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Dead Hot: Bilal Hasna and Vivian Oparah on telling a ‘multifaceted’ and ‘messy’ queer story

Exclusive: The comedy-thriller's lead stars touch on LGBTQ+ representation and making something "historic"

By Alastair James

Vivian Oparah as Jess and Bilal Hasna as Elliot
Vivian Oparah as Jess and Bilal Hasna as Elliot (Image: Prime Video)

What sold Bilal Hasna on Prime Video’s Dead Hot was the contrast between “this amazing hyper camp, poppy, and stylised world” created by Charlotte Coben (Fool Me Once) with “two characters that feel very real, nuanced, complex, and difficult.” His co-star, Vivian Oparah, echoes this. “Despite the madness and colorfulness of the world around them, their friendship was so relatable.”

In Prime Video’s upcoming comedy-thriller series, Elliot (Hasna) and best friend Jess (Oparah) find themselves engulfed in a mystery. Elliot’s boyfriend and Jess’ brother, Peter, disappeared five years ago leaving behind only a finger and a pool of blood. Presumed dead, things begin to pop up in Elliot and Jess’ lives that indicate this isn’t actually the case… The eerily similar disappearance of Will, a new man in Elliot’s life, brings back old trauma and new questions. At the same time, Elliot must contend with his “bigot” grandmother, Francine (Penelope Wilton). There’s also Detective Chief Inspector Danny (Peter Serafinowicz).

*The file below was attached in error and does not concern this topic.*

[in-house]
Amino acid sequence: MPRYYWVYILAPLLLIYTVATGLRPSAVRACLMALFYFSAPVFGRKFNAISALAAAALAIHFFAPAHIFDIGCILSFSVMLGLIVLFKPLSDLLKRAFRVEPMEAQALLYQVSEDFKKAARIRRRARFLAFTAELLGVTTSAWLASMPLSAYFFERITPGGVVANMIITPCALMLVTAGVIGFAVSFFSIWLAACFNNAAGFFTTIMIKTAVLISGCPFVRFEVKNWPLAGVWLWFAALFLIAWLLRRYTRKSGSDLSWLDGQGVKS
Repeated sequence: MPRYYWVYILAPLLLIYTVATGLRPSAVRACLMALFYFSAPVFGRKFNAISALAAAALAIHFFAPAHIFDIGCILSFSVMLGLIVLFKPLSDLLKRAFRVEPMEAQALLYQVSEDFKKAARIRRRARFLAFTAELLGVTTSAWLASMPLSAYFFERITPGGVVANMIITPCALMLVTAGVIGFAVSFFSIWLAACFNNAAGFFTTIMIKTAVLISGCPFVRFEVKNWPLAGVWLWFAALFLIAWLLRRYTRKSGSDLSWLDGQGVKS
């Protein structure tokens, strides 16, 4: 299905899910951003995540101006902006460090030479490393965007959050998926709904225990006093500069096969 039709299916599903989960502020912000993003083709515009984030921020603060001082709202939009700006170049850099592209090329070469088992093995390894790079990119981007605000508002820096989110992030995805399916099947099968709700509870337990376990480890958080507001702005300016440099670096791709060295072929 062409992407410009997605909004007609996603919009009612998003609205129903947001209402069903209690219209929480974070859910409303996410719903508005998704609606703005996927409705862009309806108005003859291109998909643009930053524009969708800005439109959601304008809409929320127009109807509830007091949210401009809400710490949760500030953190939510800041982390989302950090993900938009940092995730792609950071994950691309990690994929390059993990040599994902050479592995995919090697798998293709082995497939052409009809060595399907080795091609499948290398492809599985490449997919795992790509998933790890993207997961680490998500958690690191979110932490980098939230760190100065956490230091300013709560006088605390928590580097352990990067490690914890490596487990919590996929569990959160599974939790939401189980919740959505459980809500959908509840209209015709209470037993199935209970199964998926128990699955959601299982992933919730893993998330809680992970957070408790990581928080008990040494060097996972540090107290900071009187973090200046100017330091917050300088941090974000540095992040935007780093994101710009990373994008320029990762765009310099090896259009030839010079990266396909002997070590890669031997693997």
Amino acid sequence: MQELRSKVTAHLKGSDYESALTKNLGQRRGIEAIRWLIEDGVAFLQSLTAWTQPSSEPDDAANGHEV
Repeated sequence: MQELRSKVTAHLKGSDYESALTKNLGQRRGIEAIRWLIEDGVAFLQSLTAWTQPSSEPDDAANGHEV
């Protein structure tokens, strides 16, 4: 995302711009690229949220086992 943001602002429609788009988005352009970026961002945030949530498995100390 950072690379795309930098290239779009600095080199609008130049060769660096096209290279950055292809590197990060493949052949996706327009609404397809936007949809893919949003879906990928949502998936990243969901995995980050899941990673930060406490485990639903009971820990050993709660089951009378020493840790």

The project is a world away from the more grounded characters for which both actors are better known. Hasna has won acclaim for playing the titular drag queen in Layla, which premiered at the Sundance Film Festival. Meanwhile, Oparah has a BAFTA Leading Actress nomination for Yas in Rye Lane.

“[There was] a big prioritisation to do new and exciting things” – Bilal Hasna

Commenting further on joining a series that seems outlandish at times, both actors agree their characters had to stay grounded. “We had to treat our two roles like we were in a drama. Take their friendship seriously, and what was happening to them really seriously, and play away from the comedy,” says Oparah. Hasna agrees. “We relished the opportunity to be quite emotionally athletic in our approach to these scenes. They go on such journeys, but always rooting it in the reality [and] never playing the comedy.”

In the show we see Elliot code-switch between how he presents with Jess, his ‘chosen family’, to how he presents with his grandmother. I pitch that this forms a common thread between Elliot and Layla, who also has a duality, wondering if one role helped Hasna prepare the other.

“I think there are very similar themes of code-switching,” he opines. “They’re quite different characters and the motivations behind those code switches are quite different. In Layla’s case, code-switching is a survival mechanism and belies confusion about their own identity and what others want from them. It’s more of a vulnerable and desperate act. In Elliot’s case, the code-switching with his grandma is quite a knowing thing and can often be quite manipulative. There is this unspoken relationship where Elliot gets money from his grandma by pretending that he’s straight and his grandma gets pride for herself by pretending that he’s straight. There is this knowingness that gets more revealed as the show progresses.”